Time Series - pH Types of studies in which pH, or other similar data, is examined over time Evaluating ocean acidification Effects of rising sea surface temperature on pH through time Carbonate concentrations Monitoring seasonal cycles that affect pH, pCO 2, and salinity Buffering capacity of a system through time Also used frequently in fields outside of water chemistry Economics (ie the stock market) Quantum physics Mortality rates Population studies
Time Series Specific Studies R. A. Quick and A. E. Ogden, Hydrochemistry as a means of Delineating Groundwater flow patterns in the Edward’s Aquifer, San Marcos, Texas, U.S.A. Researchers plotted pH, temperature, dissolved oxygen, discharge, sulfate, and conductance, over the twelve month duration of their study to determine the parameters of a series of aquifer springs. The study was aimed at investigating the validity of a model that suggested the spring would cease to flow in 2020. In this process, researchers discovered that there are actually two chemically unique groups of springs and that discharge had a more profound role in altering water chemistry for one group as opposed to the other. Bredemeier, Dohrenbusch, and Murach, Response of soil water chemistry and fine-roots to clean rain in a spruce forest ecosystem at Solling, FRG In the Solling experimental forest in central Germany a clean rain roof experiment is conducted in a 60 year old Norway Spruce (Picea abies KARST.) stand. In this experiment with application of artificially prepared pre-industrial throughfall there is now a time series of soil water chemistry data from about 2 yr of pre-experiment and 3.5 yr of manipulation treatment.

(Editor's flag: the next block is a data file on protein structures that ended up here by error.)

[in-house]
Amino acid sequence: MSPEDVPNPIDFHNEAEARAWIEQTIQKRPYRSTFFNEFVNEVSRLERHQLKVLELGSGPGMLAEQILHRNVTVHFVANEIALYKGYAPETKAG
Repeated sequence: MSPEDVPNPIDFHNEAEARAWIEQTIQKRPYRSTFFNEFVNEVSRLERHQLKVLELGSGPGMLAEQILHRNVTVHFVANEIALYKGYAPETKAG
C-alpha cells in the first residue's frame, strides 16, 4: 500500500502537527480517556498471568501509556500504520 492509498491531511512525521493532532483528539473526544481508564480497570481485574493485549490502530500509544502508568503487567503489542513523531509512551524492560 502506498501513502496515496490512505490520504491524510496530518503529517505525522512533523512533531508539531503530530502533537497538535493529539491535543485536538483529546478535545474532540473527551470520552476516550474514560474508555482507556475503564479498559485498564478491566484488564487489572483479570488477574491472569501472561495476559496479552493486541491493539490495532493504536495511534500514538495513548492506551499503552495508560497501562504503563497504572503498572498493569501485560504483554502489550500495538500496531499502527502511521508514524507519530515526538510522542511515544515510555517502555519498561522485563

Time Series Time Variable [ Julian days, calendar dates, hours, minutes, seconds, years, decades, etc.]
Box and Whisker plot Box and Whisker is a summary plot of 5 statistics: minimum, maximum, median and the lower and upper quartiles. Mean is sometimes shown as well. Multiples plots can be connected to show the variance of data over time or compared to other sites to show differences.
Box and Whisker Plot It is often used in Environmental Chemistry to show water quality variance over time, between areas, and in concentration studies. – Allows comparison range, median, spread, etc more conclusion can be drawn than from a time plot Examples – Knudson, A.C., M.E. Gunter, 2002, Sedimentary Phosphorites—An Example: Phosphoria Formation, Southeastern Idaho, U.S.A.: Reviews in Mineralogy and Geochemistry, v. 48, no. 1, p. 363-389. – Lmeida, C.A., et al., 2010, Mineral Paragenesis, Alteration, and Geochemistry of the Two Types of Gold Ore and the Host Rocks from the Carlin-Type Deposits in the Southern Part of the Goldstrike Property, Northern Nevada: Implications for Sources of Ore-Forming Elements, Ore Geologic Society, v. 105, no. 1, p. 971-1004.
Box and Whisker Plot combined in a Time Series Plot